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No one murdered them - it's the war, the whole bloody war! We've just got to do these things and say our prayers at the end.


The Cruel Sea
(1953)

Perhaps due to distance allowed by eight years, or maybe just because of the focus of the script (life aboard for the men, and their duties, not the war itself), but for the most part this adaptation of Nicholas Monsarrat’s novel about a WWII corvette hunting U-boats is admirably free from both propaganda and classic notions of heroism. Also, 60 years later, it remains a frequently gripping experience; a testament to the approach taken, given the stodge frequently served up as WWII dramas during this period and beyond.

Jack Hawkins’s captain (ex-Merchant Navy) and Donald Sinden’s Number One are central, and their performances are beautifully measured. Hawkins’ captain barely lets the cracks show, meaning that when he’s affected we ,the audience, are too. Sinden’s more the sensitive, educated type, and you aren’t initially sure who among the inexperienced young officers will see the film through. Early scenes are devoted to Stanley Baker’s bastardly first lieutenant, a used car salesman in civvy street, so it’s a surprise when he exits the proceedings. Elsewhere, Denholm Elliot (a lawyer in peace time; the professions of the crew are as much signals of character as what we see on screen) is pre-occupied by his actress wife’s extra-marital pre-occupations.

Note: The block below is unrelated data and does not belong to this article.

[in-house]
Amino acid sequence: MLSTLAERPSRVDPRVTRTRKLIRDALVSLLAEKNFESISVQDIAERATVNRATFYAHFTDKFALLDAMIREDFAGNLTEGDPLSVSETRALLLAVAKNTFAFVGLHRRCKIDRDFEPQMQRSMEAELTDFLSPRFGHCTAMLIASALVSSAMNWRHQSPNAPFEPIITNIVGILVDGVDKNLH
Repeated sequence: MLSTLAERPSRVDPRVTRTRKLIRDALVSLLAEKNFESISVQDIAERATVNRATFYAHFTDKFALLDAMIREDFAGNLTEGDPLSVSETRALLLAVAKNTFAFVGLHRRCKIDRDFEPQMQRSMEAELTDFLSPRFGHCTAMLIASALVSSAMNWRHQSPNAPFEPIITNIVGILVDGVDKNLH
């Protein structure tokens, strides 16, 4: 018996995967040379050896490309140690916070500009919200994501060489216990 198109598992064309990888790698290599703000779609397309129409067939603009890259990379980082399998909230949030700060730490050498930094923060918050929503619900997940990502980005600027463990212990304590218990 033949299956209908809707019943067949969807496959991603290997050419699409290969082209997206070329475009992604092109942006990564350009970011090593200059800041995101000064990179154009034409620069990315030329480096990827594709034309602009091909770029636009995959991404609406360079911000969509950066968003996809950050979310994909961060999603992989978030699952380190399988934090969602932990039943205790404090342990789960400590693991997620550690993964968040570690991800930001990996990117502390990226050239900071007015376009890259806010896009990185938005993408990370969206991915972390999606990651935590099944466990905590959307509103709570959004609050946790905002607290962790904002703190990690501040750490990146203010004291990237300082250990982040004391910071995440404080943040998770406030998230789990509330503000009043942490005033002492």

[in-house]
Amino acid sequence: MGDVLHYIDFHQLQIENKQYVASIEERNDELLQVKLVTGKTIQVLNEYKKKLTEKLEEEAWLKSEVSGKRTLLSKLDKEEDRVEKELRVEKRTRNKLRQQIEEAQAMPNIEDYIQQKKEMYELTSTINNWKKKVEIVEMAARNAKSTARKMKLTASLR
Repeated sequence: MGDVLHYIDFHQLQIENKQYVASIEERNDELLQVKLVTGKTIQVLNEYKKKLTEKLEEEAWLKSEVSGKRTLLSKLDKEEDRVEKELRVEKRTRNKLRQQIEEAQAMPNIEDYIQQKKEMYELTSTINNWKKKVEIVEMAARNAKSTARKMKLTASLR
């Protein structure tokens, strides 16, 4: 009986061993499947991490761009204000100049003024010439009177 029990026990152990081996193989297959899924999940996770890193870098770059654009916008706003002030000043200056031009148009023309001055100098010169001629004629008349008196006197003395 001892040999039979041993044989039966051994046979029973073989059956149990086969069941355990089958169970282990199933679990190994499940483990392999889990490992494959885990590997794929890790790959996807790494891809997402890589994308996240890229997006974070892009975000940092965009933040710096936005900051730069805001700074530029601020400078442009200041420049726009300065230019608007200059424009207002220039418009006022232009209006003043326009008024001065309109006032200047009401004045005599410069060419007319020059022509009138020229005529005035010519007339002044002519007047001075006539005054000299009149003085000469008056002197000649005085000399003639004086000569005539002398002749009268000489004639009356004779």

The most powerful scene sees Hawkins decide to depth charge a suspected U-boat, despite the presence of British sailors desperately floating in the sea above. The cry of “Bloody murderer!” from one Hawkins’ crew, and the captain’s subsequent breakdown, are evidence of a script that is uninterested in steering towards the easy options for its characters. Repeatedly, Hawkins blames the harsh events that befall them on the “bloody war”; it’s not something to be glorified. And this appears to be underlined with the realisation that, over the course of five years, their achievement as a crew(s) amounted to the sinking of only two U-boats; perhaps not the most effective of countermeasures against the enemy. Tellingly, Sinden’s character is unconcerned by his lack of medals since he has Virginia McKenna waiting at home.

Other scenes deserve a mention; the sinking of the first boat and subsequent drifting for days in tiny dinghies on the open sea, all the while losing crewmen to the conditions; the gripping yet mundane search for a U-boat that Warden is convinced is out there, all the while accompanied by the hypnotic ping of the radar.

****



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